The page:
“And these additional problems include damage to mental and physical health, demotivation for projects, dissatisfaction with place of employment and, for companies, losing skilled employees through them seeking employment at other studios or even other fields outside of games.”
Big studios aren’t the only ones who practice crunch. It’s a widespread industry standard, one which smaller studios try to avoid. Sometimes though, it can be unavoidable. It comes down to tech.
The Other Side of Crunch
You plan all you want but there will always be unforeseen needs that push right up against deadlines. As some, even those who criticize the practice will say, some crunch is unavoidable.
A 2019 post by Shamus Young says as much. Shamus notes crunch is common during the lead up to a project’s release. It’s like the holiday season for retail workers. Tech problems, release issues, and resource scarcity make that push difficult. During this period, like at other jobs, work/life balance leans to long work hours. The issue for Shamus, and for others, is the recurring or permanent nature of crunch.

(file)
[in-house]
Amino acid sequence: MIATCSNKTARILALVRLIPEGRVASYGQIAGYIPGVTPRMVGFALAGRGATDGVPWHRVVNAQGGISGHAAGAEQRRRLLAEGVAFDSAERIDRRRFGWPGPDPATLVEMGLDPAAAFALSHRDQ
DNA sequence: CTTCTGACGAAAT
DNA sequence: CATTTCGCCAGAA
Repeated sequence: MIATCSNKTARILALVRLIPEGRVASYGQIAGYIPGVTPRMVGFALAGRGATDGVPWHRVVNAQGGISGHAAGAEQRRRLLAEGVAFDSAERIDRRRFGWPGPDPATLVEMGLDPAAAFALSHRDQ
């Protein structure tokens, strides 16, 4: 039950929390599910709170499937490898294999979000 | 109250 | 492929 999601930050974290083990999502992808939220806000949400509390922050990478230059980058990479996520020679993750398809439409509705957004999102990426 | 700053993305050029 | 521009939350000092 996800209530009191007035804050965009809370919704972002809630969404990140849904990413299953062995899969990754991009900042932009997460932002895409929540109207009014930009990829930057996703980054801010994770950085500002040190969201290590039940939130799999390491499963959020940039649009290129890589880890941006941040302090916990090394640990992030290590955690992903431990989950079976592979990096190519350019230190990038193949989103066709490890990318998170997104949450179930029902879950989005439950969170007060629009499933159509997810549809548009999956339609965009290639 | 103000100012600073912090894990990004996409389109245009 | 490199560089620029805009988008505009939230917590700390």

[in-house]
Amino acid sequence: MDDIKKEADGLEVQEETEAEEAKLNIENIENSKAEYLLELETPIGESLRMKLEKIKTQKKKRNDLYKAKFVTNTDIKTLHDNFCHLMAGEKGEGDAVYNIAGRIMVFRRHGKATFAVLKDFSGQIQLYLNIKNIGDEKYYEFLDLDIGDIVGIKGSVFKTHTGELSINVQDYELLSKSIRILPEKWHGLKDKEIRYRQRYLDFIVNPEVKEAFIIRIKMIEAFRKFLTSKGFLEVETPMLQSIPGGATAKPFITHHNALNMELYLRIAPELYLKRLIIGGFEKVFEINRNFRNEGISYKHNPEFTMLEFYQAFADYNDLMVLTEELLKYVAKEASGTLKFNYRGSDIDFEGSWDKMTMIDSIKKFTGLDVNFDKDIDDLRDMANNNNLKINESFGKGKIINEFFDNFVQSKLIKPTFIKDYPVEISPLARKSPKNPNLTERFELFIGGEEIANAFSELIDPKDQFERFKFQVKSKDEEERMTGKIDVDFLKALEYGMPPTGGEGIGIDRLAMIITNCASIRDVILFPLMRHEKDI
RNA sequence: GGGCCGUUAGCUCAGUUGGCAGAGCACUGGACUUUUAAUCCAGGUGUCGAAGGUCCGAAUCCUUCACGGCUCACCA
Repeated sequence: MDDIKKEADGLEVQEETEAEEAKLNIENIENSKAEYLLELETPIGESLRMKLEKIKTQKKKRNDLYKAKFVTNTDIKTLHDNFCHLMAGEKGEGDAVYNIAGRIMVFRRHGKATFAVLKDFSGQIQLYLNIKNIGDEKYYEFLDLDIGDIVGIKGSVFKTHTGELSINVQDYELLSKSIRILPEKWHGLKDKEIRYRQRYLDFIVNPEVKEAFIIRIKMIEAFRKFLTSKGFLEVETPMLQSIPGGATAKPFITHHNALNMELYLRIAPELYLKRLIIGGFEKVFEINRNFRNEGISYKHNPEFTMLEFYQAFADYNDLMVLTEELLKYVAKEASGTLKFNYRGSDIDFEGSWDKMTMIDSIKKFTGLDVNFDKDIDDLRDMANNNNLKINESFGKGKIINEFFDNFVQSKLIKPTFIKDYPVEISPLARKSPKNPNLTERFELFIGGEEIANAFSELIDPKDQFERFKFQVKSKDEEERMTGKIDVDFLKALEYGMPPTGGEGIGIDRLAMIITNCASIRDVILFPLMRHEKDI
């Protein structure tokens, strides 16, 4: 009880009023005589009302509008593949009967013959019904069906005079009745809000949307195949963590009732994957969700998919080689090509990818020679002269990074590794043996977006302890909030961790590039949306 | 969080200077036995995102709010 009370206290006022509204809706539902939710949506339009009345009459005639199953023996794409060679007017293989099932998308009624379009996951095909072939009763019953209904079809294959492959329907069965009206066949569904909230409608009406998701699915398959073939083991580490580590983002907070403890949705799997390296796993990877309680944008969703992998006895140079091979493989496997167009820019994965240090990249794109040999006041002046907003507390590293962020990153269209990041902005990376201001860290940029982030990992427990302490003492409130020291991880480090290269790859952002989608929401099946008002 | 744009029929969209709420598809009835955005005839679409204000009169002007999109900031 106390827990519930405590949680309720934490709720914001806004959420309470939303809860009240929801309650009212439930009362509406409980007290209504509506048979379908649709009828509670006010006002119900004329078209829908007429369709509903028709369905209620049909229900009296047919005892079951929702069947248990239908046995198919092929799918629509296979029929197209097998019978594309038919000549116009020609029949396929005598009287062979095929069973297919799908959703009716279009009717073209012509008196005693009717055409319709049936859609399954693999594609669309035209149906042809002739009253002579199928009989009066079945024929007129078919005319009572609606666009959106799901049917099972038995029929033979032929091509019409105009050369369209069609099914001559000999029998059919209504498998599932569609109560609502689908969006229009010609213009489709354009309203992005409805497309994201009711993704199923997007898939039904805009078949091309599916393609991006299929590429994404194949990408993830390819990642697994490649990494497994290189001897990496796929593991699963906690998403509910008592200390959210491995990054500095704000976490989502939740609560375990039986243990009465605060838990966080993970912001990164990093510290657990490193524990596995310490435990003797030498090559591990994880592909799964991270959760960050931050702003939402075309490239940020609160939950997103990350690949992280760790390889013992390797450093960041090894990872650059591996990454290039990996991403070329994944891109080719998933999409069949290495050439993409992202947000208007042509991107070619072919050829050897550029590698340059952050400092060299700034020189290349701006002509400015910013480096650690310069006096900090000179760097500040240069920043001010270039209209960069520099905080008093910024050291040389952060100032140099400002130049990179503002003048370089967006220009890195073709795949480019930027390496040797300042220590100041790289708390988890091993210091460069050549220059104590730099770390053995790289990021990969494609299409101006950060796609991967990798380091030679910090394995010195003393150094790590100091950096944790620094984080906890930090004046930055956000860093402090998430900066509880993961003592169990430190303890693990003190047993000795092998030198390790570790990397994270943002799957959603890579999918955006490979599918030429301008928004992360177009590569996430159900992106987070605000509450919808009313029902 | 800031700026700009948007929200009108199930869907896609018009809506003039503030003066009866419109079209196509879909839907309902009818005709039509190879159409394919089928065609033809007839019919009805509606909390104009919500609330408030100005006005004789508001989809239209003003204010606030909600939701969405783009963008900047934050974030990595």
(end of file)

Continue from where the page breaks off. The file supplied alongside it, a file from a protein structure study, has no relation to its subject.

That’s how it becomes a culture. It ferments as an employee push when leadership demands it. It produces a toxic culture of peer pressure and one-ups-manship. It’s a cost of human life balance for shareholder stability. It’s self-sacrifice. Your career disappears if you oppose it.
For many game developers, their dream job is treated more like a sweatshop. That’s why the conversation about mental health is so important.
Mental Health and Development Crunch
At the best of times, mental health is not taken seriously. It gets in the way of business.